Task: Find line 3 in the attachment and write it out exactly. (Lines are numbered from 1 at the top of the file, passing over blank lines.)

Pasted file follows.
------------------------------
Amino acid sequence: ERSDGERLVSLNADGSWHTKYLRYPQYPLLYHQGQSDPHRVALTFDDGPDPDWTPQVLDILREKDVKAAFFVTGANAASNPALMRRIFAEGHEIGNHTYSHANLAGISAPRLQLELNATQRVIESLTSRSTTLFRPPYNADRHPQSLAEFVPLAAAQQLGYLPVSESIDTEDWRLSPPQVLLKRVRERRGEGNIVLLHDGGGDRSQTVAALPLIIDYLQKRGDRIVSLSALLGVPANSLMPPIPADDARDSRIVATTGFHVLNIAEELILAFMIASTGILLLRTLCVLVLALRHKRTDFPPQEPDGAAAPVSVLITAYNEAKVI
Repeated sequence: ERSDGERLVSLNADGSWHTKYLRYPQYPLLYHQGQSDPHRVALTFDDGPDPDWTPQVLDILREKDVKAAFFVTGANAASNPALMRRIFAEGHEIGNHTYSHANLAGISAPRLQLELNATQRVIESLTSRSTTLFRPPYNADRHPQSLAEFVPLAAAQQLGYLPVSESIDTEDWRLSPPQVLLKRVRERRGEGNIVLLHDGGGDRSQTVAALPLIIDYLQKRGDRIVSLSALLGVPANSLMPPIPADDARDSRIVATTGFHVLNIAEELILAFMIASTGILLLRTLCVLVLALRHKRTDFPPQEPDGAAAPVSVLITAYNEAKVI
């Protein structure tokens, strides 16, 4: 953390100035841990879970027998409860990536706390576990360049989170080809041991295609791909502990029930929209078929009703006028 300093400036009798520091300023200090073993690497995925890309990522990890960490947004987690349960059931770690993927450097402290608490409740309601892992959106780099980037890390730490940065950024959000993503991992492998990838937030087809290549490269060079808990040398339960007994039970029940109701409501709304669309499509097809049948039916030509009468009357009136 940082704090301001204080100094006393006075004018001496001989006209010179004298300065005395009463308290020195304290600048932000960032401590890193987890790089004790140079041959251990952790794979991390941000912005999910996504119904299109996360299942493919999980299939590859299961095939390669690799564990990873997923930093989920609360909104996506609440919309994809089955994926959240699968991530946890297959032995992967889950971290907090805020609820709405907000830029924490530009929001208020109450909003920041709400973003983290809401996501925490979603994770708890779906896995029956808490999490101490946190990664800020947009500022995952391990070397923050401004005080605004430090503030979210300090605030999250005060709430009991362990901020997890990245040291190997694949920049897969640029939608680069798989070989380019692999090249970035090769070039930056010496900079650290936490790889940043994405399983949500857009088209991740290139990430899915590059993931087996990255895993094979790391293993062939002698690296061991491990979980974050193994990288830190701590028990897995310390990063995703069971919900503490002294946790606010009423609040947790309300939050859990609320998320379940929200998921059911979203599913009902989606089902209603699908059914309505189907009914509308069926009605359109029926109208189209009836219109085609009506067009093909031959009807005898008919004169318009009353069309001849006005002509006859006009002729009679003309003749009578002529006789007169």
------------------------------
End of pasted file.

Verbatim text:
């Protein structure tokens, strides 16, 4: 953390100035841990879970027998409860990536706390576990360049989170080809041991295609791909502990029930929209078929009703006028 300093400036009798520091300023200090073993690497995925890309990522990890960490947004987690349960059931770690993927450097402290608490409740309601892992959106780099980037890390730490940065950024959000993503991992492998990838937030087809290549490269060079808990040398339960007994039970029940109701409501709304669309499509097809049948039916030509009468009357009136 940082704090301001204080100094006393006075004018001496001989006209010179004298300065005395009463308290020195304290600048932000960032401590890193987890790089004790140079041959251990952790794979991390941000912005999910996504119904299109996360299942493919999980299939590859299961095939390669690799564990990873997923930093989920609360909104996506609440919309994809089955994926959240699968991530946890297959032995992967889950971290907090805020609820709405907000830029924490530009929001208020109450909003920041709400973003983290809401996501925490979603994770708890779906896995029956808490999490101490946190990664800020947009500022995952391990070397923050401004005080605004430090503030979210300090605030999250005060709430009991362990901020997890990245040291190997694949920049897969640029939608680069798989070989380019692999090249970035090769070039930056010496900079650290936490790889940043994405399983949500857009088209991740290139990430899915590059993931087996990255895993094979790391293993062939002698690296061991491990979980974050193994990288830190701590028990897995310390990063995703069971919900503490002294946790606010009423609040947790309300939050859990609320998320379940929200998921059911979203599913009902989606089902209603699908059914309505189907009914509308069926009605359109029926109208189209009836219109085609009506067009093909031959009807005898008919004169318009009353069309001849006005002509006859006009002729009679003309003749009578002529006789007169």